Magazine Article | April 1, 2003

Web-Enable B2B And B2C Sales

Source: Innovative Retail Technologies

There isn't a channel that Fitness Quest, Inc. won't market through. In addition to several catalogs, retail partners, and TV infomercials, it operates 15 B2B and B2C Web sites. How does it manage all this content?

Integrated Solutions For Retailers, April 2003

What do supermodel Christie Brinkley, martial arts legend Chuck Norris, and pony-tailed "America's Personal Trainer" Tony Little have in common? If you've got cable, you've probably seen them all on infomercials peddling home fitness equipment. In addition to this commonality, the trio has Fitness Quest, Inc. to thank, at least in part, for the sales success of the home fitness equipment lines they endorse and sell online. Joe Frantz is VP of IT at Fitness Quest, Inc. (Canton, OH) and the architect of the company's multichannel selling and distribution systems strategy.

Many Products, Many Channels
Fitness Quest sells home fitness products, including brands like Gazelle, Total Gym, and Zumba, via direct response mailing, retail stores, home shopping TV, catalogs, and the Internet. Its retail affiliates include The Sports Authority, Dick's Sporting Goods, MC Sports, and Oshman's. Retail sales account for the majority of the company's revenue, with "as seen on TV" and direct response mailers supporting that effort.

Internet-Enabled Fulfillment
For trading partners who are not EDI (electronic data interchange) enabled, Fitness Quest operates a B2B site at "We created the B2B site to enable us to process orders that don't come to us via EDI," says Frantz. "We set a simple goal to eliminate order taking via paper to reduce manual data entry." The Web site is also designed to give retailers and catalog partners access to images, product manuals, warranties, and other such documents; sales history information; and order status. "The site reduces the need for a customer service rep to support customers via phone," says Frantz.

As the Internet began to blossom into a consumer sales channel in the late 1990s, Fitness Quest developed its initial approach to selling online with the assistance of retail technology software developer Purple Cactus (Solon, OH). Fitness Quest's planned e-commerce engine would complement the company's current multichannel order processing system. "Our system could process any order from any sales channel," says Frantz. "If a customer saw a product on TV and placed an order via phone, we could process the order and ship it out from our warehouse the next morning. Our Internet solution needed to meet that same demand."

But with so many Web sites, content management presented a particularly large challenge for the company. "It took us five or six months to develop an e-commerce content development/management toolkit," says Frantz. "We wanted to create something that would help us keep the staff required to maintain and develop a site to a minimum." At the same time, the company wanted to be able to change content almost instantaneously. With the toolkit, even users without HTML knowledge can change wording and graphics in seconds.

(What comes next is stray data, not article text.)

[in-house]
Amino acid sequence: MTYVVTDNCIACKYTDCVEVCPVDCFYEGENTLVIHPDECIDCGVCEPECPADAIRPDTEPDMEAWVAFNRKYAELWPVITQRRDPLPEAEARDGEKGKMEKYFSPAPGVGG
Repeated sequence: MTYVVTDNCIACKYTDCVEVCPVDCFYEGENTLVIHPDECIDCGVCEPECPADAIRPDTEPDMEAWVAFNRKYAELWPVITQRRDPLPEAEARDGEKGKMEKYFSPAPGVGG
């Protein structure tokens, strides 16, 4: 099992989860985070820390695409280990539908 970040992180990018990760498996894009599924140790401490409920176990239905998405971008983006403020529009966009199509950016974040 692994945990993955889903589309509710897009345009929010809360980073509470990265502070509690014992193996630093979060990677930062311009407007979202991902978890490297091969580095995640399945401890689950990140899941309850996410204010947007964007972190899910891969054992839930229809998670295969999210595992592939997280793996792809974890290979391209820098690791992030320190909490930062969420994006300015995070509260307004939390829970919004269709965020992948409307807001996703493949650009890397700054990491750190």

Aside from order tracking functions, the toolkit allows the company to determine the effectiveness of the creative content on its Web sites. "If we run a banner advertising campaign, for instance, we want to know its effectiveness," says Frantz. The toolkit tracks the origin of site hits, helping Fitness Quest determine the effectiveness of advertising. Moreover, the company can manage and track keywords used in Internet search engines. "If someone types the keywords 'I want to lose weight' into a search engine and it happens to lead them to our Web site, we can track those keywords that are driving business to us," says Frantz. Conversely, these tracking tools help the company determine when a particular Web promotion or keyword is not working, giving Fitness Quest the opportunity to change or tweak the keywords or change out the promotion's creative content. "We can change keywords or run specials or seasonal sales, etc., on the fly," says Frantz. "We can now make decisions and implement changes based solely on customer feedback."

With the toolkit, Fitness Quest can determine the response to its marketing expenditures and make adjustments as needed. Frantz says while he hasn't monitored his ROI on the content management tool, the fact that it determines his company's ROI on other expenditures and kept staffing demands in check is all the justification he needs. "When you're running banner ads, buying keywords, doing placement of your site among search engines, you want to evaluate what you're spending to see your ROI on that purchase. This tool gives us the ability to manage that," he says.

What's Your Sales Per Click Ratio?
Since piloting the Web development toolkit in the dawn of the Internet age, Purple Cactus has upgraded it and taken it to new levels of functionality. Fitness Quest, for instance, takes advantage of an evaluation tool that shows the company its sales per click, helping the retailer ascertain which products need more promotion or pricing adjustments. "Many e-tailers might brag about a huge volume of visits, but profits depend on the sales, not the visits," reasons Frantz.